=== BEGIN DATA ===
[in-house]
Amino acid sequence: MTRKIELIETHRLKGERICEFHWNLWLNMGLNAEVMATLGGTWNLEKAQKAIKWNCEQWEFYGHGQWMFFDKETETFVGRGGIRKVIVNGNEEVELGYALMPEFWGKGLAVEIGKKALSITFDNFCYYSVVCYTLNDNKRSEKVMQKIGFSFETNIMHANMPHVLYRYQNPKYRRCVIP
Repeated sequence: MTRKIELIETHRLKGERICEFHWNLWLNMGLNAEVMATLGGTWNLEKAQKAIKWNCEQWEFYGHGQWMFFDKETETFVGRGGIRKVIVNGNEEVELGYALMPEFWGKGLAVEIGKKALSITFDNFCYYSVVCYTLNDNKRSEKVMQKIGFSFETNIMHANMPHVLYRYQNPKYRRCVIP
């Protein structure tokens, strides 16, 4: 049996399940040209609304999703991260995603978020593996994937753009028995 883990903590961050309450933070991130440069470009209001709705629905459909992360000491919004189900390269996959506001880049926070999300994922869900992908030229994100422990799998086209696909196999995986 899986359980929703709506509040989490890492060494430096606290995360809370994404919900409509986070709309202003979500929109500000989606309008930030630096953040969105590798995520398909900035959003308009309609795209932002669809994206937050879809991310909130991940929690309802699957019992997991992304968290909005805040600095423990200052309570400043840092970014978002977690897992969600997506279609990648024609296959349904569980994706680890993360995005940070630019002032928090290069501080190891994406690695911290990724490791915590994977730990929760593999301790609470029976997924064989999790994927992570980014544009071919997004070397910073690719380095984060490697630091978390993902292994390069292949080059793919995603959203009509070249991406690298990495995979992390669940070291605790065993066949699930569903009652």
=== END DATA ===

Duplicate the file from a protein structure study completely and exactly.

[in-house]
Amino acid sequence: MTRKIELIETHRLKGERICEFHWNLWLNMGLNAEVMATLGGTWNLEKAQKAIKWNCEQWEFYGHGQWMFFDKETETFVGRGGIRKVIVNGNEEVELGYALMPEFWGKGLAVEIGKKALSITFDNFCYYSVVCYTLNDNKRSEKVMQKIGFSFETNIMHANMPHVLYRYQNPKYRRCVIP
Repeated sequence: MTRKIELIETHRLKGERICEFHWNLWLNMGLNAEVMATLGGTWNLEKAQKAIKWNCEQWEFYGHGQWMFFDKETETFVGRGGIRKVIVNGNEEVELGYALMPEFWGKGLAVEIGKKALSITFDNFCYYSVVCYTLNDNKRSEKVMQKIGFSFETNIMHANMPHVLYRYQNPKYRRCVIP
């Protein structure tokens, strides 16, 4: 049996399940040209609304999703991260995603978020593996994937753009028995 883990903590961050309450933070991130440069470009209001709705629905459909992360000491919004189900390269996959506001880049926070999300994922869900992908030229994100422990799998086209696909196999995986 899986359980929703709506509040989490890492060494430096606290995360809370994404919900409509986070709309202003979500929109500000989606309008930030630096953040969105590798995520398909900035959003308009309609795209932002669809994206937050879809991310909130991940929690309802699957019992997991992304968290909005805040600095423990200052309570400043840092970014978002977690897992969600997506279609990648024609296959349904569980994706680890993360995005940070630019002032928090290069501080190891994406690695911290990724490791915590994977730990929760593999301790609470029976997924064989999790994927992570980014544009071919997004070397910073690719380095984060490697630091978390993902292994390069292949080059793919995603959203009509070249991406690298990495995979992390669940070291605790065993066949699930569903009652």